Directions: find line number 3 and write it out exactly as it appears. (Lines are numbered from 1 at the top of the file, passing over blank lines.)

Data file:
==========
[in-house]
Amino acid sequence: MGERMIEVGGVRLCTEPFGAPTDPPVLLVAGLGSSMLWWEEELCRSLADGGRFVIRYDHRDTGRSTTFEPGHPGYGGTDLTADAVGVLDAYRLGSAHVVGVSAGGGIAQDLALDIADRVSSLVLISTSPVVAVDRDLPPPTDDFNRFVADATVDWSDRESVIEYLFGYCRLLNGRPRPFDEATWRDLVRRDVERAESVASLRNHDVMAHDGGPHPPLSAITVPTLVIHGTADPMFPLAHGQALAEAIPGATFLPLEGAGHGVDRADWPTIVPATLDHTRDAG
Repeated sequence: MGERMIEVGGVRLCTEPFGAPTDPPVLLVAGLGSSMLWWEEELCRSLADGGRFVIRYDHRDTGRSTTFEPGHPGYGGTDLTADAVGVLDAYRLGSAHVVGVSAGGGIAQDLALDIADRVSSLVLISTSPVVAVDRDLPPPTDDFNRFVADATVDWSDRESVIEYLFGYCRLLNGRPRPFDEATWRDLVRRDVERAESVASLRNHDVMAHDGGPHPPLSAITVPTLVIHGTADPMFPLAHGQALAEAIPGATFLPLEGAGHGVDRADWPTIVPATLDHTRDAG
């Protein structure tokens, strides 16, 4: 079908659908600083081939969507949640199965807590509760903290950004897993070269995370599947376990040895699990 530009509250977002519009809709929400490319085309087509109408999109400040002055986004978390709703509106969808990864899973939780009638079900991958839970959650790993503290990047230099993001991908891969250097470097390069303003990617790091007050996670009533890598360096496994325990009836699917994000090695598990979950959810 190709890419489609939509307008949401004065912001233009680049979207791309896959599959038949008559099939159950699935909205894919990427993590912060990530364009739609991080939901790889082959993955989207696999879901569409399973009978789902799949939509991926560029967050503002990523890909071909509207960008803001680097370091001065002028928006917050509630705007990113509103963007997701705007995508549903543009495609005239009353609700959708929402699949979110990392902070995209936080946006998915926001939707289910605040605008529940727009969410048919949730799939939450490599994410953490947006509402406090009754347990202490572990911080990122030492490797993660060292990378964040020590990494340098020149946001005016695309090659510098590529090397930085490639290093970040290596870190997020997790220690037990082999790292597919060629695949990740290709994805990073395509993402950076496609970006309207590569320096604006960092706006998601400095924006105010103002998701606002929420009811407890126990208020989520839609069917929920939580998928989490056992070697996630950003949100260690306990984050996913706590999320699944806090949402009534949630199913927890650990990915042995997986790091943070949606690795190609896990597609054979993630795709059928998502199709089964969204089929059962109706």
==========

Repeated sequence: MGERMIEVGGVRLCTEPFGAPTDPPVLLVAGLGSSMLWWEEELCRSLADGGRFVIRYDHRDTGRSTTFEPGHPGYGGTDLTADAVGVLDAYRLGSAHVVGVSAGGGIAQDLALDIADRVSSLVLISTSPVVAVDRDLPPPTDDFNRFVADATVDWSDRESVIEYLFGYCRLLNGRPRPFDEATWRDLVRRDVERAESVASLRNHDVMAHDGGPHPPLSAITVPTLVIHGTADPMFPLAHGQALAEAIPGATFLPLEGAGHGVDRADWPTIVPATLDHTRDAG